“Nobody likes beets, Dwight. You should grow something everybody does like. You should grow candy.” Michael Scott, The Office
We couldn’t disagree more! Sure, they may stain your fingers (temporarily!) and can present certain peeling challenges, but we love beets anyway. It’s nearing the end of beet season, so if you are haunted by memories of soggy, too-sweet canned beets now’s the time to give them another chance!
The Beta vulgaris plant has been cultivated since 8th century BC, likely starting in the Mediterranean before moving to the Middle East and Eastern Europe, where beets remain popular today. While we generally associate “beets” with beetroot, other varieties include sugar beets (which are used to make – wait for it – sugar), as well as leafy chard. Quinoa and spinach are also distant relatives.
The deep-red colour of traditional beetroot is a dead-giveaway for potent phytochemicals: beets are rich in the betalain group of phytochemicals, shown to protect cells against oxidative damage (1).
In addition to betalains, beets are also high in inorganic nitrates – no, not *those* nitrates (see: Of Bacon and Beets) – which some hypothesize contributes to the heart health-associated benefits of veggies (2,3). Dietary nitrates are recycled in the body and converted into nitric oxide, a important regulator of blood vessel constriction and relaxation. As a result, researchers suggest that higher intakes of nitrate-rich veggies may reduce risk of cardiovascular disease.
Aside from the potential benefits for your heart, beets are also linked with improved athletic performance, namely reduced perceived exertion and greater time-to-exhaustion, particularly in running and cycling. See our previous post, Root Down, Beet Down, for the full scoop on beets and performance.
- borscht: from classic to contemporary, this soup is perfect on a chilly autumn evening
- stacked: love these beet and goat cheese napoleons – as beautiful as they are tasty!
- creamy side: this beet risotto recipe is a great addition to any meal, but we also love this barley twist
- salad fixin’: a great salad topper when grated raw, we love the sweetness of warm roasted beets in salad – like our Roasted Rhubarb and Beet Salad
- hummus: add a bit of leftover beet puree to your favourite hummus recipe, because who doesn’t like hot pink food!
Now, what about using beets in baking? It can be done… and it is delicious. Just think of beets as a slightly earthier applesauce to help reduce fat and retain moisture!
Quinoa-Beet Chocolate Cake with Coconut Chocolate Ganache
We love the Moist Chocolate Cake recipe from the Quinoa 365 cookbook, so why mess with perfection? Because using ~ 1/2 cup less butter and sugar (each!) makes a big difference in calories – 125 calories per slice to be exact! So what’s the magic ingredient that makes this possible? You guessed it, beet puree!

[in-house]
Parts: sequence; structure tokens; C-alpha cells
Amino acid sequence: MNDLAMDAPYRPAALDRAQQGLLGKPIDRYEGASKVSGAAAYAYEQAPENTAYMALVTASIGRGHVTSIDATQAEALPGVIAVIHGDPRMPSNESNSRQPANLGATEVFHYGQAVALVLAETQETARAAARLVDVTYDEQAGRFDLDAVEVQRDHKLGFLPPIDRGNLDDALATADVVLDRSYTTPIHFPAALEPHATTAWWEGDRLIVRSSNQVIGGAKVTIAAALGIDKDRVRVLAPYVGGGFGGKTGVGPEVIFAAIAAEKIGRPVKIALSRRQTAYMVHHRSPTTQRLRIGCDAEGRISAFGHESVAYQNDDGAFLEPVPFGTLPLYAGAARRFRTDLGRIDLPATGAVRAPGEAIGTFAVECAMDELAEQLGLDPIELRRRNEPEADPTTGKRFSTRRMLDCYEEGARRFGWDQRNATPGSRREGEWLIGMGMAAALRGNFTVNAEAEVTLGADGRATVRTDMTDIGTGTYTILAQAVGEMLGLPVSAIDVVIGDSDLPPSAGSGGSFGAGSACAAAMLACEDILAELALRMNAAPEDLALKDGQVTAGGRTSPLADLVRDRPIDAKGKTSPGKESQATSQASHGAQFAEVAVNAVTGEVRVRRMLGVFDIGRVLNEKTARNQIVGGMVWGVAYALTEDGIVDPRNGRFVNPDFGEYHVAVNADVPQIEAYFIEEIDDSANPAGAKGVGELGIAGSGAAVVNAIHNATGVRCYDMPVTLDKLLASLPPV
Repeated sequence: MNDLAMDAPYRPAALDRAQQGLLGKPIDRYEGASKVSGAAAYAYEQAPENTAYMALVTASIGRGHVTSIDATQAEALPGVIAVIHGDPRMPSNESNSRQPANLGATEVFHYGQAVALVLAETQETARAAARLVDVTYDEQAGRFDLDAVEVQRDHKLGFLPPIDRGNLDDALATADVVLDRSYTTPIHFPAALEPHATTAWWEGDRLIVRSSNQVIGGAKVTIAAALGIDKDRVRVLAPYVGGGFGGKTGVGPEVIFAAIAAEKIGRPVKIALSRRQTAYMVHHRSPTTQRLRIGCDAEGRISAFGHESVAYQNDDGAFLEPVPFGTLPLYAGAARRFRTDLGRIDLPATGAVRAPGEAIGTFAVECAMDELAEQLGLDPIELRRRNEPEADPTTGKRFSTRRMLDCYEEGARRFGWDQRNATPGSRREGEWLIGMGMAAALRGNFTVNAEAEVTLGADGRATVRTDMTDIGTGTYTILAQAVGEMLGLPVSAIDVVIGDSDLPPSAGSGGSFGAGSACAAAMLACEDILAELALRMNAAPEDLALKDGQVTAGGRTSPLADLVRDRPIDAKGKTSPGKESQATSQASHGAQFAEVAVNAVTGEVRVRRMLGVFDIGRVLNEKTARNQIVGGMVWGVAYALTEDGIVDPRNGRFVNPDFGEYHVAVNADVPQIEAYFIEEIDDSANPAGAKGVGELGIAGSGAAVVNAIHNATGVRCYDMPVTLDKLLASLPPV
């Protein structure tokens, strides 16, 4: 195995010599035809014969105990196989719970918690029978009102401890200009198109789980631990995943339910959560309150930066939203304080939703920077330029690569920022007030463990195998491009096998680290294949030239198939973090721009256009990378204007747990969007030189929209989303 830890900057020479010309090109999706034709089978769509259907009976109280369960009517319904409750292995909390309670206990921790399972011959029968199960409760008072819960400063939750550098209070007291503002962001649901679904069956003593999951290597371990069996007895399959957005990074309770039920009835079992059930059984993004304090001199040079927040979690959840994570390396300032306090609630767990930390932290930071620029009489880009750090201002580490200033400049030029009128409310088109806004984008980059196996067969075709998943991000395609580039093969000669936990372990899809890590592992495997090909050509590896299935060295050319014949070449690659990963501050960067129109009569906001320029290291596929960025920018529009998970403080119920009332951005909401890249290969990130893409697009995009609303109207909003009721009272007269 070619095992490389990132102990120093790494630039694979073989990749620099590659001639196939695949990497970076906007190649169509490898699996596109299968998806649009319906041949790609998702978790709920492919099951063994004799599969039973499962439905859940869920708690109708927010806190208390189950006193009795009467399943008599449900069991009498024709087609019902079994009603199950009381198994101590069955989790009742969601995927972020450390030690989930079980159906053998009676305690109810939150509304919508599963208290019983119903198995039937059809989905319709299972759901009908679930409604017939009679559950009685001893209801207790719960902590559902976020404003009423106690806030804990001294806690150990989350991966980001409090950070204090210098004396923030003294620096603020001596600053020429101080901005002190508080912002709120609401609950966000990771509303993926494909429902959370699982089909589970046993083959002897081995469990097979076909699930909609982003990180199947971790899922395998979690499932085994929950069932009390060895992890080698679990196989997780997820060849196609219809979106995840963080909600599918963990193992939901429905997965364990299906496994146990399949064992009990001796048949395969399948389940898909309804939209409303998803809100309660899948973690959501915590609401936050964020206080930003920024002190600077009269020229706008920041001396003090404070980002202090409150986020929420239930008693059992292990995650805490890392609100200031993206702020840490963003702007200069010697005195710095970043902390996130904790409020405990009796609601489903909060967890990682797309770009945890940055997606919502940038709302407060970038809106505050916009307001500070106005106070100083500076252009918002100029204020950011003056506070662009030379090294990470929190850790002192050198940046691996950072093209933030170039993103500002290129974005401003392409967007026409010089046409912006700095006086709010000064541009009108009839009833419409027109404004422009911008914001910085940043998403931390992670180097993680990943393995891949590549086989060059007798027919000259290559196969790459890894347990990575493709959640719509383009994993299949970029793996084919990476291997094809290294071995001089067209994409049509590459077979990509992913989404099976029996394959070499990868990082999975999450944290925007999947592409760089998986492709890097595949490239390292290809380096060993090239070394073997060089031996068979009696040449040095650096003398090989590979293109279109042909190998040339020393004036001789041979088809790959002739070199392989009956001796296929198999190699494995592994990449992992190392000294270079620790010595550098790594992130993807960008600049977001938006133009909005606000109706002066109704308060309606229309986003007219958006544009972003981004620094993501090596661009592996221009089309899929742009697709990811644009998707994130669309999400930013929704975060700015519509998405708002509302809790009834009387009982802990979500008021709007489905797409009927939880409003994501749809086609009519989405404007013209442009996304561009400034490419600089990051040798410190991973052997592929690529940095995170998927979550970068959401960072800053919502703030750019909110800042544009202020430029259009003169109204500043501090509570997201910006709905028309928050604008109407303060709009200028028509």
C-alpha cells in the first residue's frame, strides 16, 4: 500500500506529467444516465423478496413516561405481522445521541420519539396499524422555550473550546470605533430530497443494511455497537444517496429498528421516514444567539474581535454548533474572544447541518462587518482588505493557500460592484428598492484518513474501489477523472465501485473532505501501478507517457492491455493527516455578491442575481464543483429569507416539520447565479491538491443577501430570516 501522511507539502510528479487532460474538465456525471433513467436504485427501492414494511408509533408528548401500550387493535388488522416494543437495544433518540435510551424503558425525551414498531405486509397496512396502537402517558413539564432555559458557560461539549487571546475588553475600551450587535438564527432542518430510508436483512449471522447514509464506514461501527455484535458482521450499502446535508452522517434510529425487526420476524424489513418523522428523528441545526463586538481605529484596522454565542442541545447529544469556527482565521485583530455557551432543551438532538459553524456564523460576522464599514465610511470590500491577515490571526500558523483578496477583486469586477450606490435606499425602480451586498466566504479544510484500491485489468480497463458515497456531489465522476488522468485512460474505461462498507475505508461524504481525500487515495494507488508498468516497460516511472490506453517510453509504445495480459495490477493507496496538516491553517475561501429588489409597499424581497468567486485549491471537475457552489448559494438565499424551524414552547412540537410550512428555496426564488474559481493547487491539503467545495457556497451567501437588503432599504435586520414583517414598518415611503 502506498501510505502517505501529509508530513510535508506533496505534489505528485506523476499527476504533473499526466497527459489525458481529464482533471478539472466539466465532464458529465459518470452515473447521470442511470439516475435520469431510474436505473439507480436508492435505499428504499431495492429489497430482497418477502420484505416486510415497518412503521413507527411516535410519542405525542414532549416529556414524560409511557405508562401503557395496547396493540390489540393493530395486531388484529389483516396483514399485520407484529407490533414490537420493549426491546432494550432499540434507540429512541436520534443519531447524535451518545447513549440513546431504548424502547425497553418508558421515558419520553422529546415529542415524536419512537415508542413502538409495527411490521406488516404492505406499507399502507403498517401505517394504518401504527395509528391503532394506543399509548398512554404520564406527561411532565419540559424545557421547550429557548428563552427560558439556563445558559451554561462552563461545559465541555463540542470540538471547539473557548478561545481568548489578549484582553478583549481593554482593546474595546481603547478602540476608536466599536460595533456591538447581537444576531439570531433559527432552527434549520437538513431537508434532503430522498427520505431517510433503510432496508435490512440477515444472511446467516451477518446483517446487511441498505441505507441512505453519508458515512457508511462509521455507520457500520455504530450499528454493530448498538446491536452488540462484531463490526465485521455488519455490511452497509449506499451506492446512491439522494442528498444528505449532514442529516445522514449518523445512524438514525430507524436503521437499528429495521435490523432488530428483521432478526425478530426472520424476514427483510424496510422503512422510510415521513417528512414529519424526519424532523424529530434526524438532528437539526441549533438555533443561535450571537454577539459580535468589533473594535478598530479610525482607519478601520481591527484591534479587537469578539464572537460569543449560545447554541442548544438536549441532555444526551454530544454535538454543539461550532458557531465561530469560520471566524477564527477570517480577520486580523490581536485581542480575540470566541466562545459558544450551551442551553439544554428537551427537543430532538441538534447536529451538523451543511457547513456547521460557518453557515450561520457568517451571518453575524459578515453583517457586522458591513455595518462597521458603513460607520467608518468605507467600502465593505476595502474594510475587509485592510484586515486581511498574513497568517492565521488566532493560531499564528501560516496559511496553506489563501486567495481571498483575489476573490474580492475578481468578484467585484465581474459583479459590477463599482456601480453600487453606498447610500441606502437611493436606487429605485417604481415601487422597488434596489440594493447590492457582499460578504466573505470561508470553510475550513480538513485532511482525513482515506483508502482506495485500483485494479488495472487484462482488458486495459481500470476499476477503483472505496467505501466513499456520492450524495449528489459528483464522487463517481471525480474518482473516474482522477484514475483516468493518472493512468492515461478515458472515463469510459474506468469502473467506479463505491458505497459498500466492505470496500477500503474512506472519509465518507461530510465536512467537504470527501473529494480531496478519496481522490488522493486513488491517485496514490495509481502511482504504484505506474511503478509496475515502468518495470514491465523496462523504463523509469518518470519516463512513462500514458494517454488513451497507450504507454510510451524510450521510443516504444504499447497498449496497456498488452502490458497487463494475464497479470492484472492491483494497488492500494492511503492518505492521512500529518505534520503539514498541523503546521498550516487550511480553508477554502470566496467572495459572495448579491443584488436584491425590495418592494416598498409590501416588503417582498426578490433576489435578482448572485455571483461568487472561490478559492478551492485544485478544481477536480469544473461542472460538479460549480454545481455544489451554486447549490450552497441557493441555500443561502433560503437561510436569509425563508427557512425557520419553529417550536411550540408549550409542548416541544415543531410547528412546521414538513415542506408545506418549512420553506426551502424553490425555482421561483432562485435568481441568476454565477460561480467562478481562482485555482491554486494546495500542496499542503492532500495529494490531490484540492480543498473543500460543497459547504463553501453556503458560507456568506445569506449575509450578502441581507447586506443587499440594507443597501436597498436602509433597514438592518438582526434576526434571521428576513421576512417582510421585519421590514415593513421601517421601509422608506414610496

We suggest roasting fresh beets and pureeing them, but you could use canned baby beets in a pinch – just make sure to gently rinse them (loads of salt). Fresh raspberries or strawberries make a great garnish for the cake, as does vanilla ice cream!
- 3/4 cup whipping cream or coconut milk
- 1 cup dark chocolate chips
- 1 tsp vanilla
- 1/3 cup shredded unsweetened coconut
- 2/3 cup quinoa
- 1-1/3 cup water
- 1/3 cup milk (soy and coconut work great too!)
- 4 large eggs
- 1 tsp vanilla
- 1/3 cup butter, melted and cooled + more for greasing pans (coconut oil is a great veg substitute)
- 1/2 cup beet puree
- 1 cup cane or granulated sugar
- 1 cup unsweetened cocoa powder
- 1 tsp Vietnamese/Saigon cinnamon
- 1-1/2 tsp baking powder
- 1/2 tsp baking soda
- 1/2 tsp salt
- Make ganache. Heat whipping cream in a small saucepan to boiling – don’t let it boil over! Turn off the heat and add chocolate chips; allow to rest until melted. Use a rubber spatula to stir the mixture until smooth. Stir in vanilla and coconut. Pour into a room-temperature bowl and cover with plastic wrap. Refrigerate the ganache until firm (will keep for up to one week).
- Cook quinoa. In a medium saucepan, bring quinoa and water to a boil; reduce heat, cover and allow to simmer for 10 minutes. Turn off the heat and allow to sit, covered, for another 10 minutes. Pour cooked quinoa into a large bowl and fluff with a fork; allow to cool completely.
- Preheat oven to 350°F (180°C). Lightly grease two 8-inch springform pans with butter/coconut oil and line the bottoms with parchment paper cut to fit.
- Combine milk, eggs, and vanilla in a blender. Add 2 cups of the cooked quinoa (you’ll have 1/2 – 3/4 cup left) along with butter and beet puree; blend until smooth.
- In a large bowl, whisk together the sugar, cocoa powder, cinnamon, baking powder, baking soda and salt. Add quinoa-beet mixture from blender and mix well.
- Divide batter evenly between the two pans. Bake for 40 – 45 minutes on the centre rack of the oven, or until a knife inserted in the middle comes out clean. Remove the cakes from the oven and allow to cool completely in the pans.
- Take ganache out of the fridge and stir to loosen. Spread ganache over cakes individually for two separate cakes OR for a layer cake, spread ganache generously between cake layers and over top and sides. Yum!
- Sakihama Y, et al. Beetroot betalain inhibits peroxynitrite-mediated tyrosine nitration and DNA strand cleavage. Free Radic Res 2012; 46:93-9.
- Lidder S, Webb AJ. Vascular effects of dietary nitrate (as found in green leafy vegetables & beetroot) via the Nitrate-Nitrite-Nitric Oxide pathway. Br J Clin Pharmacol 2012; [Epub ahead of print].
- Machha A, Schechter AN. Inorganic nitrate: a major player in the cardiovascular health benefits of vegetables? Nutr Rev 2012; 70:367-72.